“An Egyptian mummy searches Cairo for the girl he thinks is his long-lost princess.”

Director: Karl Freund
Writers: Nina Wilcox Putnam, Richard Schayer, John L Balderston
Staring: Boris Karloff, Zita Johann, David Manners, Arther Byron, Edward Van Sloan, Bramwell Fletcher, Noble Johnson, Kathryne Byron, Leonard Mudie, James Crane, Henry Victor, Arnold Gray
Release Date: December 22, 1932

Before rolling your eyes at an old movie, please check yourself. The Mummy (1932) is the inspiration for many movies you love. You know Brandon Frasier’s The Mummy (1999)? Yea, it is based off this wonderfully aged and still viably entertaining bit of early 1930s cinema.

In the early 1920, a pair of archaeologists are digging in the ancient Egypt and discover the mummified remains of the ancient prince Imhotep. The young men discover the history that this individual and learn that he was buried alive as punishment for sacrilege. With the the mummy was the Scroll of Thoth, which supposedly has the ability to bring dead things back to life. When a young interpret artifact digger reads the scroll, Imhotep comes back to life. The mummy vacates the premises leaving some massive PTSD for said archaeologist, but the disgraced prince returns disguised as a modern Egyptian a decade later to help in the upheaval of another mummy…a women of great importance to him.

Does all of this sound familiar? It should. This plot has been copied, imitated and honored numerous times before. It is a tried and true formula that has been accepted into the lexicon of top tier monster movie plot lines.

Honoring The Mummy‘s history in the movie world, we can turn our attention toward the movie itself. Does all of it hold up? No, don’t be silly. Does the majority of it last the 90 years since its release? Certainly seems that way.

The best part of The Mummy is not the script or directing, but rather the acting from the most important role. Boris Karloff plays Imhotep and he has a fantastic, mesmerizing look. The man has the glare that will send shivers down your spine. Being menacing seems to be in his nature. Karloff appeared in The Mask Of Fu Manchu (1932) which was about an Englishman racing against an evil Fu Manchu, played by Karloff, to find the Genghis Khan. Before that he had the role that gave him everything. He was Frankenstein’s Monster in Frankenstein (1931). He was in the super successful sequel The Bride Of Frankenstein (1935) and then the The Raven (1935). Ht was just a massive monster movie hit. He is an icon of horror. The Mummy shows off all the skills needed and that Karloff posses.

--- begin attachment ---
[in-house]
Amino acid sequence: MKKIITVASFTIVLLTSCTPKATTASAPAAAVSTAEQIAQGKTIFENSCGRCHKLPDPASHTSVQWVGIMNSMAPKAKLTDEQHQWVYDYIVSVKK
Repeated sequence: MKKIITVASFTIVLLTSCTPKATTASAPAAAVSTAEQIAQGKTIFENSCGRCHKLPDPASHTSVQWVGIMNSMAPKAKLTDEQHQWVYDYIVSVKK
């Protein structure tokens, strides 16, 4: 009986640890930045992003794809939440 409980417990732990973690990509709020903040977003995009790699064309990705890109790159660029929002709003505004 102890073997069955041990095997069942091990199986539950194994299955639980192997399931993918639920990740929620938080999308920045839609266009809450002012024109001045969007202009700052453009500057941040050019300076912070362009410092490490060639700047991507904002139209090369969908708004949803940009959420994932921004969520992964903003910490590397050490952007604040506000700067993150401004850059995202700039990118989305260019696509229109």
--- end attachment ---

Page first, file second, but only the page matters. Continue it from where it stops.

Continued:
Look At The Eyes. Terrifying.

Looking up some random tidbits on The Mummy, it is impossible to ignore the length of everyone’s IMDB. Director Karl Freund won one Oscar, directed 20 movies, and was the cinematographer on 164 different projects?? That only counts l Love Lucy as one when he was credited as the Director of Photography for 37 episodes. He also was cinematographer for 126 episodes of Our Miss Brooks. Freund just did not stop working.

We can not ignore Karloff. He acted in 205 movies. TWO HUNDRED AND FIVE. TWO HUNDRED AND FIVE. That is bonkers. Karloff started off his career in 1919 with a project called The Lightning Raider and ended it in 1971 with The Fear Chamber. Prolific. There was a documentary directed by Thomas Hamilton in 2021 called Boris Karloff: The Man Behind The Monster. You can bet I have added that to my Letterboxd watchlist.

The Mummy is a vibe. It is a short, fast-paced vibe. It runs 73 minutes, including the long opening credits. The Mummy is worth the watch on Peacock to admire the work of Boris Karloff and to how the inspiration for so many different story unfolds.

STANKO RATING: B- (3.0/5 Stars)

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